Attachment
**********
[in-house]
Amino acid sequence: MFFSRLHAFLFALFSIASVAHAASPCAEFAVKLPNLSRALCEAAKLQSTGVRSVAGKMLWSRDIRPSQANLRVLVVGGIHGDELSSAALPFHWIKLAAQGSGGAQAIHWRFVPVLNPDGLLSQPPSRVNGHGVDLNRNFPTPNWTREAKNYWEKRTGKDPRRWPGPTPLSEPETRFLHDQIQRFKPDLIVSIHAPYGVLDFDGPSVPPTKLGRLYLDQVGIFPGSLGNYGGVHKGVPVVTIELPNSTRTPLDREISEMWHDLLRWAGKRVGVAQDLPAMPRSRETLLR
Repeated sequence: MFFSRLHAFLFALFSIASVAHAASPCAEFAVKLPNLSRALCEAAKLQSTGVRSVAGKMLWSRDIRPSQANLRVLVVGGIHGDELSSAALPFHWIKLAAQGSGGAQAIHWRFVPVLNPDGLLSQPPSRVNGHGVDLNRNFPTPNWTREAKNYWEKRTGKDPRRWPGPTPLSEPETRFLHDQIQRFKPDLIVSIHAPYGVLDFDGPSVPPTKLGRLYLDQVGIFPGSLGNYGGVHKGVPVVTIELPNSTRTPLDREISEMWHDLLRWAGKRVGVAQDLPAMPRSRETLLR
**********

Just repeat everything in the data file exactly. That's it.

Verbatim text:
[in-house]
Amino acid sequence: MFFSRLHAFLFALFSIASVAHAASPCAEFAVKLPNLSRALCEAAKLQSTGVRSVAGKMLWSRDIRPSQANLRVLVVGGIHGDELSSAALPFHWIKLAAQGSGGAQAIHWRFVPVLNPDGLLSQPPSRVNGHGVDLNRNFPTPNWTREAKNYWEKRTGKDPRRWPGPTPLSEPETRFLHDQIQRFKPDLIVSIHAPYGVLDFDGPSVPPTKLGRLYLDQVGIFPGSLGNYGGVHKGVPVVTIELPNSTRTPLDREISEMWHDLLRWAGKRVGVAQDLPAMPRSRETLLR
Repeated sequence: MFFSRLHAFLFALFSIASVAHAASPCAEFAVKLPNLSRALCEAAKLQSTGVRSVAGKMLWSRDIRPSQANLRVLVVGGIHGDELSSAALPFHWIKLAAQGSGGAQAIHWRFVPVLNPDGLLSQPPSRVNGHGVDLNRNFPTPNWTREAKNYWEKRTGKDPRRWPGPTPLSEPETRFLHDQIQRFKPDLIVSIHAPYGVLDFDGPSVPPTKLGRLYLDQVGIFPGSLGNYGGVHKGVPVVTIELPNSTRTPLDREISEMWHDLLRWAGKRVGVAQDLPAMPRSRETLLR